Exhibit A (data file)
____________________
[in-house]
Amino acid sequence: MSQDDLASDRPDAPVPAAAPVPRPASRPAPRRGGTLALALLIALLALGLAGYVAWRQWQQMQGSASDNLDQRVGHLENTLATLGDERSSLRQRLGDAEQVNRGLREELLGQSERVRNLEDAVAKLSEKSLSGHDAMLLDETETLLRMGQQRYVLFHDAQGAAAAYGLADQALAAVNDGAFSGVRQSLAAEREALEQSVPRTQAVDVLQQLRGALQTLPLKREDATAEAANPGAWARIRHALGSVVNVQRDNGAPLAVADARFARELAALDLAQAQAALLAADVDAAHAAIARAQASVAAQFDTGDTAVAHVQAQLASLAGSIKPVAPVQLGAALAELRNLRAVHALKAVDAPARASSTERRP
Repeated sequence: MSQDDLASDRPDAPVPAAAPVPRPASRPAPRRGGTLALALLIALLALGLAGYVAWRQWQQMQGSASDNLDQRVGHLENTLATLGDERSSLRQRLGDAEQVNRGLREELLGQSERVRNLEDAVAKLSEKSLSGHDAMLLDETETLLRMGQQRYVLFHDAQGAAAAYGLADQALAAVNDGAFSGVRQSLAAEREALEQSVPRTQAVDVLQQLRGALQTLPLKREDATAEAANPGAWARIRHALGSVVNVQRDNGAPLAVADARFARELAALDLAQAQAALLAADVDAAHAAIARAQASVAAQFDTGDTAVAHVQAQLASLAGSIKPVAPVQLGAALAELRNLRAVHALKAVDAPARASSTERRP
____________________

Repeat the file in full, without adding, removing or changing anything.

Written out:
[in-house]
Amino acid sequence: MSQDDLASDRPDAPVPAAAPVPRPASRPAPRRGGTLALALLIALLALGLAGYVAWRQWQQMQGSASDNLDQRVGHLENTLATLGDERSSLRQRLGDAEQVNRGLREELLGQSERVRNLEDAVAKLSEKSLSGHDAMLLDETETLLRMGQQRYVLFHDAQGAAAAYGLADQALAAVNDGAFSGVRQSLAAEREALEQSVPRTQAVDVLQQLRGALQTLPLKREDATAEAANPGAWARIRHALGSVVNVQRDNGAPLAVADARFARELAALDLAQAQAALLAADVDAAHAAIARAQASVAAQFDTGDTAVAHVQAQLASLAGSIKPVAPVQLGAALAELRNLRAVHALKAVDAPARASSTERRP
Repeated sequence: MSQDDLASDRPDAPVPAAAPVPRPASRPAPRRGGTLALALLIALLALGLAGYVAWRQWQQMQGSASDNLDQRVGHLENTLATLGDERSSLRQRLGDAEQVNRGLREELLGQSERVRNLEDAVAKLSEKSLSGHDAMLLDETETLLRMGQQRYVLFHDAQGAAAAYGLADQALAAVNDGAFSGVRQSLAAEREALEQSVPRTQAVDVLQQLRGALQTLPLKREDATAEAANPGAWARIRHALGSVVNVQRDNGAPLAVADARFARELAALDLAQAQAALLAADVDAAHAAIARAQASVAAQFDTGDTAVAHVQAQLASLAGSIKPVAPVQLGAALAELRNLRAVHALKAVDAPARASSTERRP